Amateur cooks are inclined to overcook most vegetables because they dislike anything that’s al dente. In some cases, cookbooks give cooking times that are far too long for many ingredients, especially veggies and fish.

Some restaurant cooks keep parboiled cauliflower warm until it is needed, so it is sometimes served overdone, water laden and of an unappetising grey colour.

Mallorcan and mainland cooks do the same and serve them as a tapa.

Creative cooks sometimes go to the other extreme: florets are submerged in boiling water or stock for 30 seconds before being served. What you get is a warm raw vegetable instead of one that has been cooked al dente.

Florets can be cooked for as little as two minutes, depending on size. You should try to break the cauliflower into florets of roughly the same size so they can cook at an even rate, otherwise some will be al dente, others overdone and some uncooked.

Once you have a mound of raw or parboiled florets, all kinds of dishes can be made with them. An Italian way is so basic you’re unlikely to find it in any cookbook. Poach medium-sized florets in boiling water for 90 seconds and drain well. Peel six plump garlic cloves and slice lengthways, about five slices per clove.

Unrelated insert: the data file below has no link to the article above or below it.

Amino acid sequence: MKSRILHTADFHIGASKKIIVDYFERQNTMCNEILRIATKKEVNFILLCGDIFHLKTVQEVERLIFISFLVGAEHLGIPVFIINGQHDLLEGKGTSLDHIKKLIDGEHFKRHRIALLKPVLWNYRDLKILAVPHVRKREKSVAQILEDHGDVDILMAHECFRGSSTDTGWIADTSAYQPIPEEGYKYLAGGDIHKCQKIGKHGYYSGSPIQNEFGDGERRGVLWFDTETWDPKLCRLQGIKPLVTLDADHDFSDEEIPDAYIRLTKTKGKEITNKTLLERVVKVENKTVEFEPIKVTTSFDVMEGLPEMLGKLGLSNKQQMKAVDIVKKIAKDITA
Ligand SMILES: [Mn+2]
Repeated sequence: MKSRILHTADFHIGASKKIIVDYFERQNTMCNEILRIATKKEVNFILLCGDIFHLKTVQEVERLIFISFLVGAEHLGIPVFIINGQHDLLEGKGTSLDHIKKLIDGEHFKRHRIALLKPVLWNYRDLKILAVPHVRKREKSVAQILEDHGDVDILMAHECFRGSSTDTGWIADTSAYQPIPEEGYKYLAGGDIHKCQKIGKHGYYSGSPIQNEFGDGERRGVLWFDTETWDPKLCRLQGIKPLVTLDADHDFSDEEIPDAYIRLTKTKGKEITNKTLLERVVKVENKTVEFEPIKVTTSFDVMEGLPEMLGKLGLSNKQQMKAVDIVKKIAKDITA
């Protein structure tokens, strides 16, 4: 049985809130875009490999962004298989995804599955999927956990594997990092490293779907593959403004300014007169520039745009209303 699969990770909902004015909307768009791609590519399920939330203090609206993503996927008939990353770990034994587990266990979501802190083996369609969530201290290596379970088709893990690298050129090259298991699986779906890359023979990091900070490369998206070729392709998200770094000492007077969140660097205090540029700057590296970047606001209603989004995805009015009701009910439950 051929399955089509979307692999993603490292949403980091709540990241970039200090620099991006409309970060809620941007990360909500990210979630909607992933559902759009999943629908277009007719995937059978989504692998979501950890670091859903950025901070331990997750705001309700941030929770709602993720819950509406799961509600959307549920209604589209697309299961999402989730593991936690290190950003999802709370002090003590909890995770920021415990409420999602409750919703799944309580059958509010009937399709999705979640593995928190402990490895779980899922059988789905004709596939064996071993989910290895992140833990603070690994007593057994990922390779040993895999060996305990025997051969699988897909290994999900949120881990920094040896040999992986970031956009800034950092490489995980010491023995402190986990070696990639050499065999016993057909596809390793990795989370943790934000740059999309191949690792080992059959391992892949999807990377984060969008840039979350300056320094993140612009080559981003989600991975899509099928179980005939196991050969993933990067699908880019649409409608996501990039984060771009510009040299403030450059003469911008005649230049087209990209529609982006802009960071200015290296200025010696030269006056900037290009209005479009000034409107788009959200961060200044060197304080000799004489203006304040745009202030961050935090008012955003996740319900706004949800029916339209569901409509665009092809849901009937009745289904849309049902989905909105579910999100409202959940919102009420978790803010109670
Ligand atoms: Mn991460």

Heat 2-4 tbsps of virgen extra olive oil in a frying pan large enough to take the florets in a single layer. When the oil is hot but not smoking, add the florets and sauté over a high heat.

This week he has had superb looking cauliflower at €1 a head

When they start to get slightly scorched in places, add the garlic slices and stir-fry until golden and crisp. Add salt and pepper to taste.

Some Italian cooks do this dish with raw florets, and they are especially tasty this way but they should be started off at a lower heat and with four tablespoons of oil rather than two.

Italian cooks dip slightly poached florets in batter and deep-fry them as part of a fritto misto. Mallorcan and mainland cooks do the same and serve them as a tapa. You can also dip the tenderest leaves into batter and fry them separately.

The florets and leaves should be taken to the table with no embellishment of any kind, not even a squeeze of lemon juice.

You can make a colourful warm salad with florets that will brighten up a dull winter’s day. Poach the florets in water acidulated with lemon juice to keep them white.

Drain the florets well and add roughly chopped imported Italian mortadella, chopped green olives, Mallorcan black panssides olives and roughly chopped parsley.